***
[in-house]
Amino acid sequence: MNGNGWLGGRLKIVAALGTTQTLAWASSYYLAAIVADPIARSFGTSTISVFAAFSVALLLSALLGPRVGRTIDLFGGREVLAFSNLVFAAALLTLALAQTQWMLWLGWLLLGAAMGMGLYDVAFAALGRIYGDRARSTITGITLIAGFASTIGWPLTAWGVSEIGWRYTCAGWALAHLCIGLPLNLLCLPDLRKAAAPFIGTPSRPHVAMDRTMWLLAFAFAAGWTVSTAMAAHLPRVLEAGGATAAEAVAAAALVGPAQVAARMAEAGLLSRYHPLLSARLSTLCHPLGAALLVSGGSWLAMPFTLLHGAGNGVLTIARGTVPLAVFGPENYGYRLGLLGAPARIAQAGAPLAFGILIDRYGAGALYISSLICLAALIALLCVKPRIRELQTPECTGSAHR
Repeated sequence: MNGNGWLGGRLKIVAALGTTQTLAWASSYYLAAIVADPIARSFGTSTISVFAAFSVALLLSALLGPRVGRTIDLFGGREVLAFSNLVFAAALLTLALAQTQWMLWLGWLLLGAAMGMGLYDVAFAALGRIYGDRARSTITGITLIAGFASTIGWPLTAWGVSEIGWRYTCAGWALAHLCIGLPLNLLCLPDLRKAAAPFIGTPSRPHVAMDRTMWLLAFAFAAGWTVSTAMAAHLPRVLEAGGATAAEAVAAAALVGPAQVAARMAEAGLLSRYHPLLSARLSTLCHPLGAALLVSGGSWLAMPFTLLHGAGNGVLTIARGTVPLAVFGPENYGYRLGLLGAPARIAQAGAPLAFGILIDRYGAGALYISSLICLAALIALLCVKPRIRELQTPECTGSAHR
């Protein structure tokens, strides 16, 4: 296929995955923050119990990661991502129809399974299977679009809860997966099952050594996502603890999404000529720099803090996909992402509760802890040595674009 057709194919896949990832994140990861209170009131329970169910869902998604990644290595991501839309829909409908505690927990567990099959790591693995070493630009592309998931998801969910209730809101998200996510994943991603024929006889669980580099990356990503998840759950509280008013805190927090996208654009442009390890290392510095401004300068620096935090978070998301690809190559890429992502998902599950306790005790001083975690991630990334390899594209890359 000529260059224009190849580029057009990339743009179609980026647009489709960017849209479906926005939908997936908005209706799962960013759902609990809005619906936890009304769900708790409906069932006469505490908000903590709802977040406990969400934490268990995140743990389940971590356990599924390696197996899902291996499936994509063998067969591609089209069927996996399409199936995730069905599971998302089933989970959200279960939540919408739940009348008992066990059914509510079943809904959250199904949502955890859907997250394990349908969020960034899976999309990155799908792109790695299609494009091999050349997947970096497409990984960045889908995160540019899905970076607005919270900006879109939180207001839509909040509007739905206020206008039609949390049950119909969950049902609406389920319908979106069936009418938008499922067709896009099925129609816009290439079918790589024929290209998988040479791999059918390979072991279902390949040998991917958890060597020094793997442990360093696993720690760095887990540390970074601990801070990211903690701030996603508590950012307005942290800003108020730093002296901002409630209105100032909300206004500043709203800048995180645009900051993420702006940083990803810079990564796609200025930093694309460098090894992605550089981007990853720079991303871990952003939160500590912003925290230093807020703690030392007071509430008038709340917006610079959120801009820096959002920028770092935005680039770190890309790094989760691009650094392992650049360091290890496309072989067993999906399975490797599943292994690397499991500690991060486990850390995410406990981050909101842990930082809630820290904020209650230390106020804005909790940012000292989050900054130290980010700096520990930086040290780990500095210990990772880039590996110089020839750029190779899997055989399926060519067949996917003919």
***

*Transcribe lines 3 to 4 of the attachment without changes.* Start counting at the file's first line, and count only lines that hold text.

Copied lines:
Repeated sequence: MNGNGWLGGRLKIVAALGTTQTLAWASSYYLAAIVADPIARSFGTSTISVFAAFSVALLLSALLGPRVGRTIDLFGGREVLAFSNLVFAAALLTLALAQTQWMLWLGWLLLGAAMGMGLYDVAFAALGRIYGDRARSTITGITLIAGFASTIGWPLTAWGVSEIGWRYTCAGWALAHLCIGLPLNLLCLPDLRKAAAPFIGTPSRPHVAMDRTMWLLAFAFAAGWTVSTAMAAHLPRVLEAGGATAAEAVAAAALVGPAQVAARMAEAGLLSRYHPLLSARLSTLCHPLGAALLVSGGSWLAMPFTLLHGAGNGVLTIARGTVPLAVFGPENYGYRLGLLGAPARIAQAGAPLAFGILIDRYGAGALYISSLICLAALIALLCVKPRIRELQTPECTGSAHR
């Protein structure tokens, strides 16, 4: 296929995955923050119990990661991502129809399974299977679009809860997966099952050594996502603890999404000529720099803090996909992402509760802890040595674009 057709194919896949990832994140990861209170009131329970169910869902998604990644290595991501839309829909409908505690927990567990099959790591693995070493630009592309998931998801969910209730809101998200996510994943991603024929006889669980580099990356990503998840759950509280008013805190927090996208654009442009390890290392510095401004300068620096935090978070998301690809190559890429992502998902599950306790005790001083975690991630990334390899594209890359 000529260059224009190849580029057009990339743009179609980026647009489709960017849209479906926005939908997936908005209706799962960013759902609990809005619906936890009304769900708790409906069932006469505490908000903590709802977040406990969400934490268990995140743990389940971590356990599924390696197996899902291996499936994509063998067969591609089209069927996996399409199936995730069905599971998302089933989970959200279960939540919408739940009348008992066990059914509510079943809904959250199904949502955890859907997250394990349908969020960034899976999309990155799908792109790695299609494009091999050349997947970096497409990984960045889908995160540019899905970076607005919270900006879109939180207001839509909040509007739905206020206008039609949390049950119909969950049902609406389920319908979106069936009418938008499922067709896009099925129609816009290439079918790589024929290209998988040479791999059918390979072991279902390949040998991917958890060597020094793997442990360093696993720690760095887990540390970074601990801070990211903690701030996603508590950012307005942290800003108020730093002296901002409630209105100032909300206004500043709203800048995180645009900051993420702006940083990803810079990564796609200025930093694309460098090894992605550089981007990853720079991303871990952003939160500590912003925290230093807020703690030392007071509430008038709340917006610079959120801009820096959002920028770092935005680039770190890309790094989760691009650094392992650049360091290890496309072989067993999906399975490797599943292994690397499991500690991060486990850390995410406990981050909101842990930082809630820290904020209650230390106020804005909790940012000292989050900054130290980010700096520990930086040290780990500095210990990772880039590996110089020839750029190779899997055989399926060519067949996917003919």